The opinion of the court was delivered by: ROYCE C. LAMBERTH
This matter comes before the on defendants' motion to dismiss the complaint for failure to state a claim upon which relief can be granted or, in the alternative, for summary judgment. Upon consideration of the parties' filings and the relevant law, and for the reasons stated below, defendants' motion shall be GRANTED in accordance with this memorandum opinion.
This is a pro se action brought by plaintiff James Price seeking damages and equitable relief under 42 U.S.C. section 1983 against Sharon Pratt Kelly, Mayor of the District of Columbia, and certain officials of the District of Columbia Department of Corrections. These officials hold positions in the D.C. Detention Facility, and they include John Henderson, Administrator; Patricia Britton, Assistant Administrator; Robert Fulton, Major; Lee Broadnax, Sergeant; McKenzie Harris, Corporal; Hazel Lee, Corporal; and a Mr. Scott, Case Manager. Plaintiff claims defendants violated his due process rights under the Fifth and Fourteenth Amendments to the United States Constitution.
Plaintiff's factual allegations must be presumed true and liberally construed in favor of the plaintiff when reviewing the adequacy of a complaint for purposes of a Rule 12(b)(6) motion. Phillips v. Bureau of Prisons, 192 U.S. App. D.C. 357, 591 F.2d 966, 968 (D.C. Cir. 1979) (citing Miree v. Dekalb County, Georgia, 433 U.S. 25, 27 n.2, 53 L. Ed. 2d 557, 97 S. Ct. 2490 (1977)). In addition, the plaintiff must be given every favorable inference that may be drawn from his allegations of fact. Scheuer v. Rhodes, 416 U.S. 232, 236, 40 L. Ed. 2d 90, 94 S. Ct. 1683 (1974). "However, legal conclusions, deductions or opinions couched as factual allegations are not given a presumption of truthfulness." 2A Moore's Federal Practice, § 12.07, at 63 (2d ed. 1986) (footnote omitted); see Haynesworth v. Miller, 261 U.S. App. D.C. 66, 820 F.2d 1245, 1254 (D.C. Cir. 1987) (citing Pauling v. McElroy, 107 U.S. App. D.C. 372, 278 F.2d 252, 254 (D.C. Cir.), cert. denied, 364 U.S. 835, 5 L. Ed. 2d 60, 81 S. Ct. 61 (1960)).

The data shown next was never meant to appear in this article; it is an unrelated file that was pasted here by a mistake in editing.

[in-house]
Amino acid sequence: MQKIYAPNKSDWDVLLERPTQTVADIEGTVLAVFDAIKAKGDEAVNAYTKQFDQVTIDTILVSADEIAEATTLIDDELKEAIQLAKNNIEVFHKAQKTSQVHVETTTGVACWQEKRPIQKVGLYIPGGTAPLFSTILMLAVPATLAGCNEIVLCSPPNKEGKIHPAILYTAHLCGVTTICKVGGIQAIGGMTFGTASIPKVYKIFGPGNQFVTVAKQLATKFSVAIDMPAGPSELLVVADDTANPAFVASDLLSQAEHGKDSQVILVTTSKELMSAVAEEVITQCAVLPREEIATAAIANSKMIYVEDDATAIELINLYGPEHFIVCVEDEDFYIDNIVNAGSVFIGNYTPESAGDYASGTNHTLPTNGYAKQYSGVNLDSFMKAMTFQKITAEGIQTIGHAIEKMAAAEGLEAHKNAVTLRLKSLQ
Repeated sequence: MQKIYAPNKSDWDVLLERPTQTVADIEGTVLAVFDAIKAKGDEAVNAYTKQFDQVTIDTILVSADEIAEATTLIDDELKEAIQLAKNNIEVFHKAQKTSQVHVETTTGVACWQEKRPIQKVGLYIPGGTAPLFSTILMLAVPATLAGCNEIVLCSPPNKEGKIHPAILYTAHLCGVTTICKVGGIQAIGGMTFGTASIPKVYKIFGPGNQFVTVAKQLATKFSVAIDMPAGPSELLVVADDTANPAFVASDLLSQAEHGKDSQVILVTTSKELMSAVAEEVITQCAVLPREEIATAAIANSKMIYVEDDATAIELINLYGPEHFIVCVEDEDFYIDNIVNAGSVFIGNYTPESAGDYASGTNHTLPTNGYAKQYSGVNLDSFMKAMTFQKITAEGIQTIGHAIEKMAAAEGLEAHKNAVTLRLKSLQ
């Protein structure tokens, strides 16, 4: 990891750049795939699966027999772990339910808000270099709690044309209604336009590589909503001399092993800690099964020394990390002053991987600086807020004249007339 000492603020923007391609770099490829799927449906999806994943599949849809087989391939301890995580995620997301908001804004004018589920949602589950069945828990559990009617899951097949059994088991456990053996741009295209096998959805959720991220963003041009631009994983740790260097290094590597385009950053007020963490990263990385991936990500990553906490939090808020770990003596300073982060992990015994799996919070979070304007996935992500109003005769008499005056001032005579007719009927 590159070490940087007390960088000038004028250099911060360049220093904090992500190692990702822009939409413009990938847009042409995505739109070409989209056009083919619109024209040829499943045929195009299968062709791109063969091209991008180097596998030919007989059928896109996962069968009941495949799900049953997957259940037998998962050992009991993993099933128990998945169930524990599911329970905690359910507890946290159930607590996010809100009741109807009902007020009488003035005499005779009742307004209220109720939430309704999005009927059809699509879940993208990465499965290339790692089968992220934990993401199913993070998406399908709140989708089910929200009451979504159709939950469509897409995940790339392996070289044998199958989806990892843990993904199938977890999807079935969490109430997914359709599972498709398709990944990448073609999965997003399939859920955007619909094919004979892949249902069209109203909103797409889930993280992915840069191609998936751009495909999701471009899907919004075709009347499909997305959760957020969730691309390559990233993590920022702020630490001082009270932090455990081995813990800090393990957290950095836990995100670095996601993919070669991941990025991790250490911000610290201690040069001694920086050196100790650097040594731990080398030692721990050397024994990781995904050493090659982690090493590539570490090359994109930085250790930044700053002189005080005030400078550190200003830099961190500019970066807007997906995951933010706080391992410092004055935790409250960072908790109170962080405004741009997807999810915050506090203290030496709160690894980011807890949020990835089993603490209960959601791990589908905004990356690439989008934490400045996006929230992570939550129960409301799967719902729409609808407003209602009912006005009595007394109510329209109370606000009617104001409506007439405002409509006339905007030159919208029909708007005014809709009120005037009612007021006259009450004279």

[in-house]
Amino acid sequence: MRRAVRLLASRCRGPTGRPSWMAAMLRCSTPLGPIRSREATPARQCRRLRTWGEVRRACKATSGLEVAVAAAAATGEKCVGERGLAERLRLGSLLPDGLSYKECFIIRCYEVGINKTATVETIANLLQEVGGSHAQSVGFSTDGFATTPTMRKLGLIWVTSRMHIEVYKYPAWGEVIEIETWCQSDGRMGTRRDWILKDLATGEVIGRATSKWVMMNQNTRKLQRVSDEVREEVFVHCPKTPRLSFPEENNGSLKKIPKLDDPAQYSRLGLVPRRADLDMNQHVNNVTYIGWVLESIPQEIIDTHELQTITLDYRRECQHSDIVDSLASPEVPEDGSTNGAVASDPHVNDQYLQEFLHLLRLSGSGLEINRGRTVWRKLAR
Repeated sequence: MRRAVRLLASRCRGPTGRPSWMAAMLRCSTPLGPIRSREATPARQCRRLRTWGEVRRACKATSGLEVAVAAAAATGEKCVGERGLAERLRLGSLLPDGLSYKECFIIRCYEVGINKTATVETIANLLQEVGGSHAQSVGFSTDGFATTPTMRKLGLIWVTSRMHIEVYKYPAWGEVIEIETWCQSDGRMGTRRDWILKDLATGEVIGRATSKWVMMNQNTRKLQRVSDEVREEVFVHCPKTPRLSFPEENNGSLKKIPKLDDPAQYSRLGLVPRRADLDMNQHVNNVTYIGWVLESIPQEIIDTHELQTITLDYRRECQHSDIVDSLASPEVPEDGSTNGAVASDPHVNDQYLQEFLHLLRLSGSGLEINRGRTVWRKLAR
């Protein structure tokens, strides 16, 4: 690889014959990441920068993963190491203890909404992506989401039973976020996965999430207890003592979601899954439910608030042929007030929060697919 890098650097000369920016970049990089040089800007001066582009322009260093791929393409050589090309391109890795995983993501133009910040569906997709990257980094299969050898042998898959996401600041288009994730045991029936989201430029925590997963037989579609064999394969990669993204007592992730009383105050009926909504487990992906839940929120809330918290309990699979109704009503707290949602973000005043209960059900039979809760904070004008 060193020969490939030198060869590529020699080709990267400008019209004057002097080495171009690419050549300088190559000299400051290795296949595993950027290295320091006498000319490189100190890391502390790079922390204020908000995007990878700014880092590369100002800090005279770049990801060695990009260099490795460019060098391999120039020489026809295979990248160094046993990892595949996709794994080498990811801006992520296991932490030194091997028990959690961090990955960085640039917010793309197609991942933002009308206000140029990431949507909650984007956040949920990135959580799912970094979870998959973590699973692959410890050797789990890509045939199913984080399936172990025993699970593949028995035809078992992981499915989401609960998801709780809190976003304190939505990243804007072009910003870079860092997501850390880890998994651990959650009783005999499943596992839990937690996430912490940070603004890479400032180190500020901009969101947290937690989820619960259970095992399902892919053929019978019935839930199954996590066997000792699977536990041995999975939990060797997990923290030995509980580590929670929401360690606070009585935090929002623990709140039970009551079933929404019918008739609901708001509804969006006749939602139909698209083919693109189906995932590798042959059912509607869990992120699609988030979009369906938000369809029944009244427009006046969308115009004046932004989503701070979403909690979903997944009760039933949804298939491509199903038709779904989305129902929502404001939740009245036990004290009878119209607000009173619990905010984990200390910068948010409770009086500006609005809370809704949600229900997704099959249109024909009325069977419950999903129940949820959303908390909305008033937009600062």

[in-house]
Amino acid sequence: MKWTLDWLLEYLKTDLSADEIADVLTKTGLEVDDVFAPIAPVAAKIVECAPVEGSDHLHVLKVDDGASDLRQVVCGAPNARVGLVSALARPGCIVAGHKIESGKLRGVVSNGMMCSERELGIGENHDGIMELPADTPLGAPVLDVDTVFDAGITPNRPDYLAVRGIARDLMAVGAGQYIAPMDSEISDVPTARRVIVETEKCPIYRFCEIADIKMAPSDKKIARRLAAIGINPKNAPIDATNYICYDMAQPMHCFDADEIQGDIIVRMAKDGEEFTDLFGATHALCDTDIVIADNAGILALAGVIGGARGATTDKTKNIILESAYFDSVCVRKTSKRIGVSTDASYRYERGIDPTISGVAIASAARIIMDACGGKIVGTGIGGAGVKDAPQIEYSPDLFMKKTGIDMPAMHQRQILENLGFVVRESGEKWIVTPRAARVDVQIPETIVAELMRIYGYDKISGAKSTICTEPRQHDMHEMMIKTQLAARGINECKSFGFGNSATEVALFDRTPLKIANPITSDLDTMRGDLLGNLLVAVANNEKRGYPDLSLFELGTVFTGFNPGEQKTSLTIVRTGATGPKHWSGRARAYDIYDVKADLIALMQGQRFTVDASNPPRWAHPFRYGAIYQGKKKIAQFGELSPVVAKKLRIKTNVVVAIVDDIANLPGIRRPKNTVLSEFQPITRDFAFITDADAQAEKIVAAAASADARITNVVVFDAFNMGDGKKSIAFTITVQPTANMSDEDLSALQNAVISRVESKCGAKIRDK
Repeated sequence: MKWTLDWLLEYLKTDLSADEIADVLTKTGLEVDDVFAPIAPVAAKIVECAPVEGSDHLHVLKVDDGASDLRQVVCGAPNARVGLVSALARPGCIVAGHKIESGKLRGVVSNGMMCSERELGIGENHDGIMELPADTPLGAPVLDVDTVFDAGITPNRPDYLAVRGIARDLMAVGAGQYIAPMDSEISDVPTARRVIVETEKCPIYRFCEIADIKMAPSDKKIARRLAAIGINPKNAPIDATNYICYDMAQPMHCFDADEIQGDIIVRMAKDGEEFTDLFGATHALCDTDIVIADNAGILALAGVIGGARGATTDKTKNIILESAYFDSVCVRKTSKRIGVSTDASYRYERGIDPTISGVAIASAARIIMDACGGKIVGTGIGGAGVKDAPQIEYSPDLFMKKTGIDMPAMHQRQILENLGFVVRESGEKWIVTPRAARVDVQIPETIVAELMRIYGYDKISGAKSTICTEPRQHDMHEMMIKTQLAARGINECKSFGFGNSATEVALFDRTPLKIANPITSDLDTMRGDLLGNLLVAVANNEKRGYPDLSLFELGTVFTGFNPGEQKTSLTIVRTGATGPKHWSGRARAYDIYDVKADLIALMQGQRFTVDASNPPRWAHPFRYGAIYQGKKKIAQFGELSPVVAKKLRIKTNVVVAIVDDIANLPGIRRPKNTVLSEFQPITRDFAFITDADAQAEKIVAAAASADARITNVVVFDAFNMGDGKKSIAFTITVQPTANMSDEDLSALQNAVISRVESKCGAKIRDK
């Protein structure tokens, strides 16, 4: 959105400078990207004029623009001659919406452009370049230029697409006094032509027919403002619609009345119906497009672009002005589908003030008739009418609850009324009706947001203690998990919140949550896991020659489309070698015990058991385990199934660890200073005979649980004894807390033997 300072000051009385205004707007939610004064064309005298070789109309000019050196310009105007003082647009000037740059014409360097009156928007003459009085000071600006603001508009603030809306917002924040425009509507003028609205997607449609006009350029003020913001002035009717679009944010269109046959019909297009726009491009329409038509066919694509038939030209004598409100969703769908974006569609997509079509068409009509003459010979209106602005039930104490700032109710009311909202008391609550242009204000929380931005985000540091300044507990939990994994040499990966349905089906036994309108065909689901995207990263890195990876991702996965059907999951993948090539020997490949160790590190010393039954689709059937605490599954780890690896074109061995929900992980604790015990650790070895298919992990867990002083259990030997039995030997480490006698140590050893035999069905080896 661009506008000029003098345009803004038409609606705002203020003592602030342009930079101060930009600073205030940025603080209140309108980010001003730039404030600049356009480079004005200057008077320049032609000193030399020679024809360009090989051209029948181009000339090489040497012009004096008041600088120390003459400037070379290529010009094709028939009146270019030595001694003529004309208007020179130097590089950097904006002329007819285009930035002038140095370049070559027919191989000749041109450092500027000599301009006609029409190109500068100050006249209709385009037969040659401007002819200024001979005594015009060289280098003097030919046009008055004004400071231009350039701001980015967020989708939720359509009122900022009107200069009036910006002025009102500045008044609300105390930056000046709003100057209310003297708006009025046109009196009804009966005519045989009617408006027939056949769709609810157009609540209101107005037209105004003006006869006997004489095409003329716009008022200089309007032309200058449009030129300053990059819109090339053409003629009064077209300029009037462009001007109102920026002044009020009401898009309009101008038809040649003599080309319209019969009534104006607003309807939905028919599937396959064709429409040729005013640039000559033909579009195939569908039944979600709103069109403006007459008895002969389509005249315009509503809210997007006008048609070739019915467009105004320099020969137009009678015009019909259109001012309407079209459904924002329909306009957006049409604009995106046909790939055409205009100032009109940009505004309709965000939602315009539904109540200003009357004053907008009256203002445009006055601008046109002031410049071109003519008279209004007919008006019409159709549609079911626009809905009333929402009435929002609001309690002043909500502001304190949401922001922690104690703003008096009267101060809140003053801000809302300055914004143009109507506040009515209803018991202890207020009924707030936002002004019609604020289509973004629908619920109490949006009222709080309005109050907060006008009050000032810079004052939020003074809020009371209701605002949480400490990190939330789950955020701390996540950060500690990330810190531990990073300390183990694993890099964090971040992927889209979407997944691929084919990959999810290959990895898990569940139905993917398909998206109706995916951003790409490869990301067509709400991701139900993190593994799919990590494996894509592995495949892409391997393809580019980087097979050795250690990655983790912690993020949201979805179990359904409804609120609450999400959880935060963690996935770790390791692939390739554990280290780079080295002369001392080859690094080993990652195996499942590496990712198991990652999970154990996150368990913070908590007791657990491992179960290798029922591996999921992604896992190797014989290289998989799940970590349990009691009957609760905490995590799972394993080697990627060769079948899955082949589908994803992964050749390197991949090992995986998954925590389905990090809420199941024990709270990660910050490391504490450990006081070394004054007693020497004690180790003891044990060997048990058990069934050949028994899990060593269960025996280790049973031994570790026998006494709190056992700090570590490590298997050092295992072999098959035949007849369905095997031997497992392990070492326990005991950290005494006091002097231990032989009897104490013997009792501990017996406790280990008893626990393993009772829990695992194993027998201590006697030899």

Dismissal is only appropriate if it appears beyond doubt that no set of facts proffered in support of plaintiff's claim would entitle him to relief. Haynesworth, 820 F.2d at 1254 (citations omitted); Phillips, 591 F.2d at 968. Plaintiff's factual allegations are set out below.
This action resulted from a series of disciplinary reports ("D.R.") filed by jail officials against plaintiff James Price while he was confined as a pretrial detainee at the District of Columbia Detention Facility. Plaintiff claims that D.C. Department of Corrections officials failed to provide him with his procedural rights in connection with the resolution of these D.R.'s. These alleged violations occurred over a period of approximately two months beginning in April 1993. The specific events leading to this dispute are detailed in chronological order below.
On April 7, 1993, plaintiff received two D.R.'s, one charging him with possession of major contraband ("shoots," i.e., homemade wine) and the other charging him with exhibition of threatening conduct toward the prison staff. The following day, plaintiff requested that he be represented by counsel for adjudication of the D.R.'s before the facility's Adjustment Board ("Board"). On April 9, 1993, plaintiff was brought before the Board for a D.R. hearing. He notified the Board that he desired legal representation but had not yet spoken to his attorney. The Board agreed to postpone the hearing until April 14 to afford plaintiff an opportunity to contact his attorney. Meanwhile, plaintiff was placed in administrative segregation pending his hearing on the D.R.'s.